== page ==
A Flood Survivor Named Noah

Expectant mom Rebekah Markham of Louisiana participates in a group prayer before the birth of her son.
Expectant mom Rebekah Markham of Louisiana participates in a group prayer before the birth of her son. (Photos By Alex Brandon -- Associated Press)

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By Janet McConnaughey
Associated Press
Wednesday, January 17, 2007

COVINGTON, La., Jan. 16 -- Rescued from a great flood while he was a frozen embryo, a baby boy entered the world Tuesday and was named after the most famous flood survivor of them all: Noah.

Noah Benton Markham -- 8 pounds 6 1/2 ounces -- was born to Rebekah Markham, 32, by Caesarean section after growing from an embryo that nearly thawed in a sweltering hospital during the aftermath of Hurricane Katrina.

"All babies are miracles. But

we have some special miracles," said Wanda Stogner, a Markham cousin.

Relatives gathered around New Orleans police officer Glen Markham as the proud 42-year-old father carried the blanket-wrapped bundle topped by a pink-and-blue cap out of the operating room at St. Tammany Parish Hospital. He tried to make them guess whether the baby was a boy or a girl.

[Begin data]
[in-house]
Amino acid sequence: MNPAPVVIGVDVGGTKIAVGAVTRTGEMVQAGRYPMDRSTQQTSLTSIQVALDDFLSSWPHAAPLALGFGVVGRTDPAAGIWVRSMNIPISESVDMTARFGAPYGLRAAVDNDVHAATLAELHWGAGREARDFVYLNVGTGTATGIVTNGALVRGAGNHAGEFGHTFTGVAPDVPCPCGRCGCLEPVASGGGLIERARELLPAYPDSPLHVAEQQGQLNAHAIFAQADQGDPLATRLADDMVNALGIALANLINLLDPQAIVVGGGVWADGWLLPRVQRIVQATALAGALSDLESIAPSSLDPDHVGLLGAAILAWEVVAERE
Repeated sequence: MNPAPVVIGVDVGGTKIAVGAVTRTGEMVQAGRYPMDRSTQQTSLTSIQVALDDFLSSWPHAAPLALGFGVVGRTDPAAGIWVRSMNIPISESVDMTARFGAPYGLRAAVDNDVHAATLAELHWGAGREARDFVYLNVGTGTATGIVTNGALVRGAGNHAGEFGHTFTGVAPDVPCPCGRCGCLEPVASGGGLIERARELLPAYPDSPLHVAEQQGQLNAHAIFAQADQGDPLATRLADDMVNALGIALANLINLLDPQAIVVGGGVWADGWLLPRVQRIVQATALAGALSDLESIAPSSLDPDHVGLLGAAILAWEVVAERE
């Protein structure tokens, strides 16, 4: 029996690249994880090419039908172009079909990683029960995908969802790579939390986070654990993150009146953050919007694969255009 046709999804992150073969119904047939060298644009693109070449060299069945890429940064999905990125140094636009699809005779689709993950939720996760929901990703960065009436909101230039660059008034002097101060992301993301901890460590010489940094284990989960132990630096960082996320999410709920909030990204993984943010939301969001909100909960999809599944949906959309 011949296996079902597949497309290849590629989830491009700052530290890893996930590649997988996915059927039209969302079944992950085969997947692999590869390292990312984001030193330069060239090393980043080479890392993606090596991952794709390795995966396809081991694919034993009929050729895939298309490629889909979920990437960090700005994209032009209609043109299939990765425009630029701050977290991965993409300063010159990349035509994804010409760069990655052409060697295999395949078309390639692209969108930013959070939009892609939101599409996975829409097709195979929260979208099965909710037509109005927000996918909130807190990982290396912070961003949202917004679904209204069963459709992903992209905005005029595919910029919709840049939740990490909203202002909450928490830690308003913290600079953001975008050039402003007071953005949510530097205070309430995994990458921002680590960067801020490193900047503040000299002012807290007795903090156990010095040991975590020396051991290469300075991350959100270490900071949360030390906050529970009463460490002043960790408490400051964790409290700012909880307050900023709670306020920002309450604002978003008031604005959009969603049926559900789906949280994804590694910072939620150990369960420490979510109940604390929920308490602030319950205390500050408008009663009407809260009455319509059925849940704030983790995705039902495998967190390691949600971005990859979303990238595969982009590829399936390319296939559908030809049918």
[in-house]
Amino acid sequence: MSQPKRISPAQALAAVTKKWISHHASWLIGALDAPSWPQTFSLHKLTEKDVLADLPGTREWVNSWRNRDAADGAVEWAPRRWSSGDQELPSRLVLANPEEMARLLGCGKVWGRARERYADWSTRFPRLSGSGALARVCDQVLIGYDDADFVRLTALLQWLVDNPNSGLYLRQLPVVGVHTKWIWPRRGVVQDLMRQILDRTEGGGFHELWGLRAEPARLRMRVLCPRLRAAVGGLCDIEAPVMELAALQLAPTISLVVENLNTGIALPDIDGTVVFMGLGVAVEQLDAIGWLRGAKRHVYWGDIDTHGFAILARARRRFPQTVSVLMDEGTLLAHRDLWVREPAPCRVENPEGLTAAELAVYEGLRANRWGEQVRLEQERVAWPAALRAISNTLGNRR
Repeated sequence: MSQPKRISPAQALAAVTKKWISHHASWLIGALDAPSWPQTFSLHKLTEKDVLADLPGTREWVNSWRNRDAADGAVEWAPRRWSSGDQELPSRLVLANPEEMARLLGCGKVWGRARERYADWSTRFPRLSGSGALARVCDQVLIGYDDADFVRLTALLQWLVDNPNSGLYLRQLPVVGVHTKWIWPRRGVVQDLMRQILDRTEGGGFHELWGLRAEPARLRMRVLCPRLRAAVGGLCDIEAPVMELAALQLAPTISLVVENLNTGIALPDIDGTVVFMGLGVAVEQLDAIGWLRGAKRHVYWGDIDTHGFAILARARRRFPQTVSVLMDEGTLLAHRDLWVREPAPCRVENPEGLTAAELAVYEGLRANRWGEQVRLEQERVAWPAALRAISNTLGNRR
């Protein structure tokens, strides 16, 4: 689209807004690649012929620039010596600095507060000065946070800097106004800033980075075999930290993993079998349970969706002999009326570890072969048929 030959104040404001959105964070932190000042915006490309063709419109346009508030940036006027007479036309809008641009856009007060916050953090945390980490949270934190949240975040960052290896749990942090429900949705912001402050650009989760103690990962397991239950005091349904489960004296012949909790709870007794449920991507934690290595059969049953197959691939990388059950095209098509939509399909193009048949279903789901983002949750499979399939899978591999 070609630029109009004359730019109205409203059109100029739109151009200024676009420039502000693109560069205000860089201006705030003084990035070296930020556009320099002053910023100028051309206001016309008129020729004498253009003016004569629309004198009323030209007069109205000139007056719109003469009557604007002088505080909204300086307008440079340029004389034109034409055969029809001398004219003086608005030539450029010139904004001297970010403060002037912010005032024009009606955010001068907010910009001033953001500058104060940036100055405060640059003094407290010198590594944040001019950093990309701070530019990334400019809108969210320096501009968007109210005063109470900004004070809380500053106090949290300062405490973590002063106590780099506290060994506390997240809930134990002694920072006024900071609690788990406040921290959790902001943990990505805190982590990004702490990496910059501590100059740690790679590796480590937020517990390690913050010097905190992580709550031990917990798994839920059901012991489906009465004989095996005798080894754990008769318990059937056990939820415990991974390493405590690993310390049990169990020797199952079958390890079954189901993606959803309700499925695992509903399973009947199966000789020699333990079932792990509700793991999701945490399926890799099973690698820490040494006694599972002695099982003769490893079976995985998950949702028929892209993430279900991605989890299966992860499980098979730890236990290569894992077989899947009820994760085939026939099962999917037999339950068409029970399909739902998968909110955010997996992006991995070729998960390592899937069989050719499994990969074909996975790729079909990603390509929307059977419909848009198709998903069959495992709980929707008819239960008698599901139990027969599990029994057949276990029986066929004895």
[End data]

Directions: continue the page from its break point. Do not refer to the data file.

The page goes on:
Then he announced "It's a boy!" to an eruption of cheers and applause.

Two weeks after Katrina hit in August 2005, law officers used boats to rescue the Markhams' embryos and about 1,400 others stored at New Orleans's Lakeland Hospital.

The storage tanks had been topped off with liquid nitrogen and moved from the first floor to the third as the storm drew near, but the hurricane swamped the hospital with eight feet of water and knocked out power.

The Markhams had stored embryos after nearly a decade of infertility. They had decided that if their baby was a girl, she would be named Hannah, meaning "God has favored us." A boy would be named after the biblical builder of the ark -- an idea that came from Rebekah Markham's sister-in-law.

Noah's 2-year-old brother, Glen Witter "Witt" Markham Jr., whose embryo was created at the same time as Noah's but implanted immediately in 2003, stood on his mother's hospital bed and leaned forward to give the baby a gentle kiss.

"So soft!" Witt said.

If the embryos had thawed, each woman who wanted another baby would have had to undergo another round of fertility drugs, egg harvesting and in vitro fertilization. Rebekah Markham estimated her first pregnancy cost $12,000.


© 2007 The Washington Post Company

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